Look at two questions at once – There are two reasons for doing this. Firstly, some questions may have the answers close together in one sentence so you could miss one if you only look at one question at a time. Also, it is possible that you will miss an answer – if you are just looking at one, you may not know that you missed it. If you are also looking at the next, you’ll see that it has moved on.
Move on if you miss an answer – if you do realise you have missed an answer, quickly forget about it and concentrate on the next ones. There is nothing you can do, and you can also guess when you transfer your answers to the answer sheet at the end. The same applies if you realise you missed two or three answers. Don’t panic and just move on as there is nothing you can do. A few questions missed may not necessarily affect your band score.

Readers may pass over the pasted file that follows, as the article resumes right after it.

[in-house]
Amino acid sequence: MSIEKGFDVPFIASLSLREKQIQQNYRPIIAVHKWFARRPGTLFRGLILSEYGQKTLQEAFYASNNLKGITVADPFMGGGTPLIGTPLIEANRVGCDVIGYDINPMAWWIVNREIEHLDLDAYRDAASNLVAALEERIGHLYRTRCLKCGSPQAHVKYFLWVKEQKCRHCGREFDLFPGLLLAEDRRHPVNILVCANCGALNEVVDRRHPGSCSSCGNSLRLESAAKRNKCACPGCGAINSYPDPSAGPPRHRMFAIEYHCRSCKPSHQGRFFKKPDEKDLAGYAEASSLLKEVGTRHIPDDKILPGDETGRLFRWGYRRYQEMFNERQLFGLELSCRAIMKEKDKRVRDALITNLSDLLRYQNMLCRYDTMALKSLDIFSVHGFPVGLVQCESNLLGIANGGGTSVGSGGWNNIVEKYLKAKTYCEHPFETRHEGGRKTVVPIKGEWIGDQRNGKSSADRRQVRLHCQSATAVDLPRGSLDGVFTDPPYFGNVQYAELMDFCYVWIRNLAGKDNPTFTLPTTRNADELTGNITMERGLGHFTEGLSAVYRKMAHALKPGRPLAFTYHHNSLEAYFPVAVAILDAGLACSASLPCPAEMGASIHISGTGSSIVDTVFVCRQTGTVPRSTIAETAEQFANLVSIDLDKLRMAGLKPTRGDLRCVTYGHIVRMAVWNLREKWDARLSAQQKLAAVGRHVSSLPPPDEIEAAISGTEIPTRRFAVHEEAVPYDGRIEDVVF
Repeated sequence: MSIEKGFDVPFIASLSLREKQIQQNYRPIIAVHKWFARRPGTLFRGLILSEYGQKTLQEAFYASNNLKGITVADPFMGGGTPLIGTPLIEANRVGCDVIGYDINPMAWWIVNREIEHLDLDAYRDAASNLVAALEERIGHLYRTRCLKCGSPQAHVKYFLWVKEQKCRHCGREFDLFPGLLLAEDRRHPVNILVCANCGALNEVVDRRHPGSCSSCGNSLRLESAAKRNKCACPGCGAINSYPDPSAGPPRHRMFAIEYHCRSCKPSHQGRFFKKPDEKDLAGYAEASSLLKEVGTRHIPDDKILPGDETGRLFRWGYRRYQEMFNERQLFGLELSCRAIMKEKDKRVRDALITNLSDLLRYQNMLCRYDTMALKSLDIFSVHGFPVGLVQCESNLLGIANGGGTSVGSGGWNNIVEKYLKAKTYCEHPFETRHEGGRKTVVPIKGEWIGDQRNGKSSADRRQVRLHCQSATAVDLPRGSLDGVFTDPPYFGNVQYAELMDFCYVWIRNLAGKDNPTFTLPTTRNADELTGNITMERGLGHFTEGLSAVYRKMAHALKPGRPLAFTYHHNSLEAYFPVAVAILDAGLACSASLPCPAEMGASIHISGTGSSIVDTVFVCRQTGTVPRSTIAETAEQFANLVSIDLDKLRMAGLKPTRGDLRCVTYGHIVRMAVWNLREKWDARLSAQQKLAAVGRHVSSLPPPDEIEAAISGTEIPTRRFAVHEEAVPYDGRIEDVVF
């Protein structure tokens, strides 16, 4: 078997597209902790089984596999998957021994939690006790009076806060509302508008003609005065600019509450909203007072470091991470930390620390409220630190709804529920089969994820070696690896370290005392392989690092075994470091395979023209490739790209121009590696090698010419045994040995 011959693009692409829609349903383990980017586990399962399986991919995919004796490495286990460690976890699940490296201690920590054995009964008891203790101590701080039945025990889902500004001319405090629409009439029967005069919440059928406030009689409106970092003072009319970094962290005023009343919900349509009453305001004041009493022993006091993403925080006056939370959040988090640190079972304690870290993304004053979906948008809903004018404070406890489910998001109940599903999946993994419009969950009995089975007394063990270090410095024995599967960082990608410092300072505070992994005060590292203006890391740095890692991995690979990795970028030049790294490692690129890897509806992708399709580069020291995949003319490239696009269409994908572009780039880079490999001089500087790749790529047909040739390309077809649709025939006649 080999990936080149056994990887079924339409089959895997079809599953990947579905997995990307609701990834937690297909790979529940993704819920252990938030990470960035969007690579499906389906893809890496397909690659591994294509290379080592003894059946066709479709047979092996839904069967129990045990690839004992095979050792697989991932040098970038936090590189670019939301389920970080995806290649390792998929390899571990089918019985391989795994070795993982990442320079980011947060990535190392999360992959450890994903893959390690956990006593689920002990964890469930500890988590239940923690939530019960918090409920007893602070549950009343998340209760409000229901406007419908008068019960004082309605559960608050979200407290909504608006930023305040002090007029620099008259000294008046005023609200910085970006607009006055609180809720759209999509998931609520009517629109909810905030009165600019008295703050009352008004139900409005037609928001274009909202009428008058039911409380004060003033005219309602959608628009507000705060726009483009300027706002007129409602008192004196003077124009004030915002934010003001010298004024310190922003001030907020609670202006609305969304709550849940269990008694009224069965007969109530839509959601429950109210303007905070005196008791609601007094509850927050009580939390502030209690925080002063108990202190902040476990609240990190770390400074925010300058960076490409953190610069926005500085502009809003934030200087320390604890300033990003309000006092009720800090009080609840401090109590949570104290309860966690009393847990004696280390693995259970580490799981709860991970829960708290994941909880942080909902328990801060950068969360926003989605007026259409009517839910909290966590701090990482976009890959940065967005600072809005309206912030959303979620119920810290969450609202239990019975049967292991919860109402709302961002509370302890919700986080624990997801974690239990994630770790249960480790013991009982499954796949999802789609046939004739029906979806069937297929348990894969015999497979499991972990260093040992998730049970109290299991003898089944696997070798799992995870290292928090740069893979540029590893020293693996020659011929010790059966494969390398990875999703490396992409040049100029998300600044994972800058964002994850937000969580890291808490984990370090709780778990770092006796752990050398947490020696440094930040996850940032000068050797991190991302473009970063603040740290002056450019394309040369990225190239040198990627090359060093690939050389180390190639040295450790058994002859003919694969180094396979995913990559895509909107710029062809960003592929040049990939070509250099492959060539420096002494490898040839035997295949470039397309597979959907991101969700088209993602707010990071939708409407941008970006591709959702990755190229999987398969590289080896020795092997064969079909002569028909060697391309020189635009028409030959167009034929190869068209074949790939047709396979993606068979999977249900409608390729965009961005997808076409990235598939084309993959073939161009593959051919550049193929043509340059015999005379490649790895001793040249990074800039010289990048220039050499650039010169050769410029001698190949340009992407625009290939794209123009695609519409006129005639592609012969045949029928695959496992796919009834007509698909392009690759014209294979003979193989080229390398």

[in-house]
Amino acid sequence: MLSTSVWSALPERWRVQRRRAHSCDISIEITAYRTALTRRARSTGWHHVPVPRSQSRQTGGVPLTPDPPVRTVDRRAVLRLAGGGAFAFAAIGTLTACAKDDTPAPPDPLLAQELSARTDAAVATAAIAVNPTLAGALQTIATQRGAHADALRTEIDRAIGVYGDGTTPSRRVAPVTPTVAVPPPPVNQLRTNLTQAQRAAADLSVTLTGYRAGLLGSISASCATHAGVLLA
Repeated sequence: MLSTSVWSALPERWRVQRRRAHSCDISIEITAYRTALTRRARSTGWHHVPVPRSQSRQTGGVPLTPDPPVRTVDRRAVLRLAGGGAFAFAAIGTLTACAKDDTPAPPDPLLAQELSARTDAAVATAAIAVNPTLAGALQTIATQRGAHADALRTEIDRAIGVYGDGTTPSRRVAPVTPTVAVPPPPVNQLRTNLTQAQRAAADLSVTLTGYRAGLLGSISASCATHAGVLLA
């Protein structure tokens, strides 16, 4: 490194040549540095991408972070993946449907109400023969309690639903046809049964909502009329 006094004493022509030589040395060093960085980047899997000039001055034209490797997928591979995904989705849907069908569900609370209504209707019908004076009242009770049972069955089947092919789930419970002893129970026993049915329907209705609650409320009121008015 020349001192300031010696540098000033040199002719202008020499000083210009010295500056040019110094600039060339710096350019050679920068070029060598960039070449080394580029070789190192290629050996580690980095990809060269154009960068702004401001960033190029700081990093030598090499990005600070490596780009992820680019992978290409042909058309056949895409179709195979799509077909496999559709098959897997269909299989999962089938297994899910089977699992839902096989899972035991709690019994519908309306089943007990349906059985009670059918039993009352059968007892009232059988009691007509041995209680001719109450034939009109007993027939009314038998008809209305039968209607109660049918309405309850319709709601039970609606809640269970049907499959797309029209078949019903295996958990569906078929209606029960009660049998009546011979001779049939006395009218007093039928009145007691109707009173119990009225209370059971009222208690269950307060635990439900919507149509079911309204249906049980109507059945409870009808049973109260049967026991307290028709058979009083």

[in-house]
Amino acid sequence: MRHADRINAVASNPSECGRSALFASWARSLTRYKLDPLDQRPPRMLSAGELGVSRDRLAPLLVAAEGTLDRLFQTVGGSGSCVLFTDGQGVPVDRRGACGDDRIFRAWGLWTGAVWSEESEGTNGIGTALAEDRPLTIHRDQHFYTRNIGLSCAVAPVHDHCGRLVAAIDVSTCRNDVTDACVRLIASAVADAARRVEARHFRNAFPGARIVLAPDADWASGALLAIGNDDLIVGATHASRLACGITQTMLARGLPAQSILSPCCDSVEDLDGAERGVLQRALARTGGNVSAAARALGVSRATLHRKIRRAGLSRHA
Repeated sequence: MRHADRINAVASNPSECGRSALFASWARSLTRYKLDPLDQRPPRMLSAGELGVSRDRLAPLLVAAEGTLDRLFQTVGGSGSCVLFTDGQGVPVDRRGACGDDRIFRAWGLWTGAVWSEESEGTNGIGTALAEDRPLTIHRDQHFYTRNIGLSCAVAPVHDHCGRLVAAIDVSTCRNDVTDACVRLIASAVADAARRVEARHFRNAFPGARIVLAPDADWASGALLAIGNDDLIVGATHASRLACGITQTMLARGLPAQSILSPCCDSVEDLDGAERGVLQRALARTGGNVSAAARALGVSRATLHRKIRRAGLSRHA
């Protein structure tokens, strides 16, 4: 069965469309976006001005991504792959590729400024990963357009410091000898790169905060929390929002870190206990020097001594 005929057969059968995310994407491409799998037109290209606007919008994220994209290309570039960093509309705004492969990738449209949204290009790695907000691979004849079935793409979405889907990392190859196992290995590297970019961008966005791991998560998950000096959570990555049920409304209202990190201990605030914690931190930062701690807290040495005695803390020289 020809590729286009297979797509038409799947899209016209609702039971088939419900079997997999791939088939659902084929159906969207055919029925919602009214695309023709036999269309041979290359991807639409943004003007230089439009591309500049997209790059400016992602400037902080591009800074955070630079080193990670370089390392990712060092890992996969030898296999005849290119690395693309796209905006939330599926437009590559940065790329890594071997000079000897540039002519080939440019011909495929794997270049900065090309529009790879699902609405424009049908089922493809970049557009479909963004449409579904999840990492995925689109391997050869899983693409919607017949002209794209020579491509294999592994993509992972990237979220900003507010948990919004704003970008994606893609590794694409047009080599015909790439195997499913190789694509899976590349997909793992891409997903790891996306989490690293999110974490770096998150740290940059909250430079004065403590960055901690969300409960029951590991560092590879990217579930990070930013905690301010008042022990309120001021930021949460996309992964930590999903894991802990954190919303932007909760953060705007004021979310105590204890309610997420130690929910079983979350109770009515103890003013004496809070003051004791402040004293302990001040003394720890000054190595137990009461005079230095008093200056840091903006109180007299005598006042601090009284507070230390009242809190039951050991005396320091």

Watch others if you’re completely lost – if you completely lose where you are, then watch when the other candidates turn over their exam papers. You’ll know then that you are back in the right place.
Look out for paraphrasing – remember that what you hear will most likely not be exactly the same as is written on the exam paper as that would be too easy. The question and the question stems use such things as synonyms so you must listen carefully for these.
Ignore words you don’t know – don’t worry or panic if you hear a word that you do not know. It may not be necessary to know it anyway, or you can take a guess.
Underline key words – when you look through the questions first, particularly in the more difficult parts 3 and 4, underline key words (such as names, places and dates) in the question paper. It will help you to hear the answer. Remember though, as explained above, synonyms are often used. You have to understand the general meaning of the sentence.